Majestic with Maple Burl and Bloodwood BoxMajestic with Maple Burl and Bloodwood BoxMajestic with Maple Burl and Bloodwood BoxI have turned lots of pens in the past few years, some of which are promptly confiscated by my wife for her collection. It's all good though, I'm always delighted that I can make something that she will like and get some use out of. This year I decided to try a high end kit for her birthday. The kit I went with was a Majestic Black Titanium rollerball dressed in a stabilized non-dyed buckeye burl. The buckeye burl was 7/8 inches square and that did not leave a whole lot of room for errors. Being a stabilized blank, it turned a lot like a typical acrylic, which also meant I could finish it using micro-mesh. Some of the features of the pen are: A rhodium-plated clip that includes a sparkling Swarovski clear crystal; All exposed accent rings, bands and caps include elegant custom hand-carved 3 dimensional designs; Components are cast, polished then plated with extremely durable Black Titanium plating. The rollerball assembly includes a rhodium-plated pen nib with a premium Schmidt steel cartridge refill with a ceramic point. This is a massive pen. The overall length with cap is 6 inches, 5 inches with the cap removed. The width of the pen itself is about 5/8 inch with the cap at a very large 3/4 inch. The cap is non-postable, but that works out pretty well given the total weight of the pen.
Poplar Barrister BookcasePoplar Barrister BookcasePoplar Barrister BookcasePoplar Barrister BookcaseAfter consolidating our home offices, I wanted to have a cabinet I could keep personal treasures in. I wanted to not only display items and woodworking projects, I also did not want to have to dust them. Since we have a rabbit, fur tends to get on everything, and living out in the country does not help either. I considered a couple of different designs like swing out doors, and sliding glass doors, but ultimately decided on a barrister-style hinged door. The base for the project was a standard multi-position, heavy duty shelf system bolted right to the wall studs. I decided to build off of one of the 48in x 12in shelves. The material for the build was 3/4in aspen planks and 1/4in clear birch plywood. Aspen provides a nice clean face, cleaner then most pine on the market, it's cheaply priced, but requires a heck of a lot of post cleanup. It's not only a soft wood, but also very "wooly". Most of the joinery is routed tongue and groove, and the front door is fitted with some salvaged plexiglass temporarily (until I get single pane glass cut at the local hardware store). The pictures listed are obviously raw/unfinished wood. I am going to try to stain to match the laminated base which is American Cherry.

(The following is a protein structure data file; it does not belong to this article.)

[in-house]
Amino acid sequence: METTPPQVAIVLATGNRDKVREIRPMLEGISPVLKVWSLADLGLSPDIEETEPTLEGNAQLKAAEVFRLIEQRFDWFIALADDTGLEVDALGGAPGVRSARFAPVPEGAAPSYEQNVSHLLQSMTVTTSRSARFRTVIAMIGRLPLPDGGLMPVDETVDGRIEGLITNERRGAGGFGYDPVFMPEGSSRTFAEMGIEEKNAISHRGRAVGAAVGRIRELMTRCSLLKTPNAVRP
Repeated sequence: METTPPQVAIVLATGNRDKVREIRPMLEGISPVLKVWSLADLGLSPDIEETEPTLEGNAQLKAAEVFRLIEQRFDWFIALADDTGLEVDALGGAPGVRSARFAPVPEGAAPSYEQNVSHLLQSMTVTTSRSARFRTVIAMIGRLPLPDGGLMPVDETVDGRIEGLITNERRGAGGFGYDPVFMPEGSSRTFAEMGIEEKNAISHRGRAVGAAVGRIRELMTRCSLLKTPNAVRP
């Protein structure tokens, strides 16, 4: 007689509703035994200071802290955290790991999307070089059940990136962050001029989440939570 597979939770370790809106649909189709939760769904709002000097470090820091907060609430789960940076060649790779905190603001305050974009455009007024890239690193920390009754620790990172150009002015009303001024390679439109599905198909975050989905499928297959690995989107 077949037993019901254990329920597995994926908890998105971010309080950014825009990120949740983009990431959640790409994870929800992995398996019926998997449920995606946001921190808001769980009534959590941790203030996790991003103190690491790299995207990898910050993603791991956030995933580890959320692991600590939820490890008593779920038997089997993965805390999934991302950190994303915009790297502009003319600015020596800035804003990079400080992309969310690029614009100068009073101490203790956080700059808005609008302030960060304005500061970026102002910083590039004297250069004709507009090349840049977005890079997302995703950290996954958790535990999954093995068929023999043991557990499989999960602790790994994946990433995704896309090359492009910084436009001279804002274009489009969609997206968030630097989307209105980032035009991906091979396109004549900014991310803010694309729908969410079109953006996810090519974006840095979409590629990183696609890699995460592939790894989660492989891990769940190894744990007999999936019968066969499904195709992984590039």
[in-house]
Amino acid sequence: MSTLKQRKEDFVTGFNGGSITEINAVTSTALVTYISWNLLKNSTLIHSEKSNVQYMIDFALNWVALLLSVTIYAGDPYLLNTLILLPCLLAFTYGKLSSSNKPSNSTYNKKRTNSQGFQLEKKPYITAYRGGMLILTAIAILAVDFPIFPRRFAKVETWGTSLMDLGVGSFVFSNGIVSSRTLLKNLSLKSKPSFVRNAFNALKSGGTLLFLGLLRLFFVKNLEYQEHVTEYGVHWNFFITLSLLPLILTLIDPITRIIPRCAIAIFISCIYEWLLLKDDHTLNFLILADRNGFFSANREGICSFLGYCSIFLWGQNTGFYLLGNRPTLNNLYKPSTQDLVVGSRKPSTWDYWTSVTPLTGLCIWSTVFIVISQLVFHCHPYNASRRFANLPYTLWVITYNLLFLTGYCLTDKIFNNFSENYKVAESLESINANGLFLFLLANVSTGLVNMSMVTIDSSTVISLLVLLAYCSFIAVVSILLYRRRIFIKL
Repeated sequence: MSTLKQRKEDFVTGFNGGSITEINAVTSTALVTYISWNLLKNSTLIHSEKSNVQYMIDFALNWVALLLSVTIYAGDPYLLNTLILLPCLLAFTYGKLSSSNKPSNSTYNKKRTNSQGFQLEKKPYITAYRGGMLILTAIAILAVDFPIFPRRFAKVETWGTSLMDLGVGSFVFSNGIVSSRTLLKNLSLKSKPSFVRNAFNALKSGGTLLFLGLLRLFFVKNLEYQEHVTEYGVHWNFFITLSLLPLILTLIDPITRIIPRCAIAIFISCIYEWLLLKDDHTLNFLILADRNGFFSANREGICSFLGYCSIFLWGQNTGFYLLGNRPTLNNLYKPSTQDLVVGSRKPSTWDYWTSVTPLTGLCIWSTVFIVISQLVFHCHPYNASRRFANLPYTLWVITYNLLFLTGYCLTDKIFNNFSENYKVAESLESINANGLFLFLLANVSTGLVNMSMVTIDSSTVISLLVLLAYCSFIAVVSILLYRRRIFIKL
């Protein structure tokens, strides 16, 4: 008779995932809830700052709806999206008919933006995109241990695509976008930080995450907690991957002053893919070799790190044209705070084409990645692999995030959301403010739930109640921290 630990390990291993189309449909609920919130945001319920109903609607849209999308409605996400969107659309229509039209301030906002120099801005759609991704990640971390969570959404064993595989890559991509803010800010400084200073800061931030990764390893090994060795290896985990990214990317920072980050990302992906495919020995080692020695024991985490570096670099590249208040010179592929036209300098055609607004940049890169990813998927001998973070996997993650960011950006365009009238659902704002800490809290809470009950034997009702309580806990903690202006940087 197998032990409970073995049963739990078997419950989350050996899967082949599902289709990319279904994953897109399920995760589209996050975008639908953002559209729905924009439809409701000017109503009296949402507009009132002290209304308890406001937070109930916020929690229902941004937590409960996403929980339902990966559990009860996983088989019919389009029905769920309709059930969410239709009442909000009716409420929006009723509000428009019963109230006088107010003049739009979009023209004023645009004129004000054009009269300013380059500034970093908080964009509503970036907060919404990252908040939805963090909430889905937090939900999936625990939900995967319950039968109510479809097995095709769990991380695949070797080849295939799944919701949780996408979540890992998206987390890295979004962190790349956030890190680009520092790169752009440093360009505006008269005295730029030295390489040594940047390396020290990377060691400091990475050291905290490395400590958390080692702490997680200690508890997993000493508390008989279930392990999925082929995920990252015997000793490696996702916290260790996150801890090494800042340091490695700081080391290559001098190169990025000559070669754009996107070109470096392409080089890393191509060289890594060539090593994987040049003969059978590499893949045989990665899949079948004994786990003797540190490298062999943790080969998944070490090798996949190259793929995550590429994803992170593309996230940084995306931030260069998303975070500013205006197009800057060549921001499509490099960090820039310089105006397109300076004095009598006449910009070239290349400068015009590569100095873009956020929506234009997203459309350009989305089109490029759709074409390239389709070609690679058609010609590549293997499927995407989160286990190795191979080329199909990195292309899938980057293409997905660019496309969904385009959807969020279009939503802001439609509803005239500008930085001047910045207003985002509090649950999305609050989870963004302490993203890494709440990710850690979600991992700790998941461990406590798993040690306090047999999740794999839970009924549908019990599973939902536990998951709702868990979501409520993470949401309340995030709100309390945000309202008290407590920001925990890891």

Natural Edge Maple Turned BowlNatural Edge Maple Turned BowlNatural Edge Maple Turned BowlNatural Edge Maple Turned BowlNatural Edge Maple Turned BowlSo what does one do with a chunk of dried common maple already starting to check? You get in some bowl turning practice. The chunk of maple had some very nice bark still in tact, so I though it would be nice to preserve some on the rim as much as possible. I made a small cove near the bottom as well which was really a "design opportunity". The height is approximately 4.5 inches and the outer diameter around 7 inches. The finish is a Danish Oil followed by a high speed buffing with tripoli and white diamond. Turning speed was fairly slow, only around 500 rpm. Total time around 6 hours to complete.
Summer has finally arrived in Northwest Ohio. We have seen humidity and temps on the rise for the past couple of weeks, and this weekend was no exception. I can do a little woodworking in short bursts, before it gets a bit too miserable to stand in the garage in 90+ degree heat. I started a small turning a week ago from a chunk of maple a co-worker gave me last year. Never having turned common maple, I did not know what to expect. This particular species is a bit more loose grained with a tendency to splinter quite easily. I spent 20 minutes sharpening and honing my skews, any sharper and they probably would have cut a hole into a separate reality (see Philip Pullman's The Subtle Knife), but it still fought being turned every step. Thank goodness for sandpaper. Even after buffing, it still has some flaws from tear-out. But then (as the website says) flaws add character, and this one has a whole lot of character. The cannister pictured is about 4 inches in diameter, and about 5 inches high.

Among other accomplishments from this weekend include installing a Comet GP-6 dual-band VHF/UHF external antenna. I am using this with my Yaesu VX-7R, which is only a 5 watt radio, but still can drive a signal west to Bryan, OH, and East to Oregon, OH. Finally having an external antenna is a good thing!